The Episcopal Church saw a greater decline in members and average worship attendance in 2018 than in 2017.
According to statistics recently made available by the Office of the General Convention, The Episcopal Church saw its active baptized members decline from approximately 1.712 million in 2017 to 1.676 million.
The 36,000-member drop is larger than the previous two years, when the denomination declined by about 32,500 members in 2017 and a little more than 34,000 members in 2016.
In 2018, the average Sunday worship attendance declined by about 23,500 people, making it the largest drop the church body has seen since at least 2014.
In previous years, 2017 saw an average worship attendance decline of around 13,700, 2016 saw a decline of 9,300, 2015 saw a decline of 20,600, and 2014 saw a near equal decline of 23,200.
The report on The Episcopal Church’s domestic dioceses also found that the number of congregations with 20 or fewer members had increased from 388 in 2017 to 418 in 2018.
Jeffrey Walton, Anglican expert at the theologically conservative Institute on Religion & Democracy, wrote on Tuesday that the numbers were not all bad for the liberal mainline denomination.
“Notably, non-domestic dioceses (many of whom did not support same-sex marriage rites) saw attendance nudge upward by 0.2%,” he explained.
“Similarly, the denomination’s flagship church, the Washington National Cathedral, reports an attendance rebound from 1,200 to nearly 1,500 in 2018, even as plate-and-pledge dropped more than one third, possibly indicating an increase in Sunday visitors.”
While during the 1960s The Episcopal Church reached a peak membership of 3.6 million, by 2010 the denomination’s total active baptized members dropped below 2 million.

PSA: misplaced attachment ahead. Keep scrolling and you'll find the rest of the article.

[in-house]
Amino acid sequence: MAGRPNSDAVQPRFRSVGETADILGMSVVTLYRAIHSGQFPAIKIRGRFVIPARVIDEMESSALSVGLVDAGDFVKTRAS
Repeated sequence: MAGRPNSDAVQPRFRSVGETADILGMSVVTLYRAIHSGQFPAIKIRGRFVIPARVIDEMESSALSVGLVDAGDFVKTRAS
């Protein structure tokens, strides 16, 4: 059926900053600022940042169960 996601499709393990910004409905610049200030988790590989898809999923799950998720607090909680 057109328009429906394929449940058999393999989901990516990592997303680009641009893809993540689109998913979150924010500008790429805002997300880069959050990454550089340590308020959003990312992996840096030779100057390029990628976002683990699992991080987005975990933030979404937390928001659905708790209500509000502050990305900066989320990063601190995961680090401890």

Some have argued that this decline has been accelerated by the overall liberal theological direction of the denomination, which has been public about its support for same-sex marriage and other progressive causes.
"Formerly traditionalist dioceses now under progressive leadership seem to be faring especially badly," wrote Walton.
"The Episcopal Diocese of Northern Indiana, where Democratic Presidential Candidate Pete Buttigieg was married and is a parishioner, shed 9.5% of attendees in a single year."
The apparent uptick in decline for both membership and average attendance contrasts with previous reports on numbers, in which the denomination noted an apparent stabilizing of their losses.
When reporting the release of the 2016 numbers, Canon Michael Barlowe of the Genneral Convention stated in 2017 that “rates of decline in such key figures as Average Sunday Attendance have decreased,” adding that “congregational income through pledges and other offerings has remained constant.”
The release of the latest numbers comes as the mainline denomination announced the next meeting of its General Convention-appointed leadership.
The Executive Council of The Episcopal Church is scheduled to meet Oct. 18-21 at the Embassy Suites Montgomery Hotel and Conference Center in Montgomery, Alabama.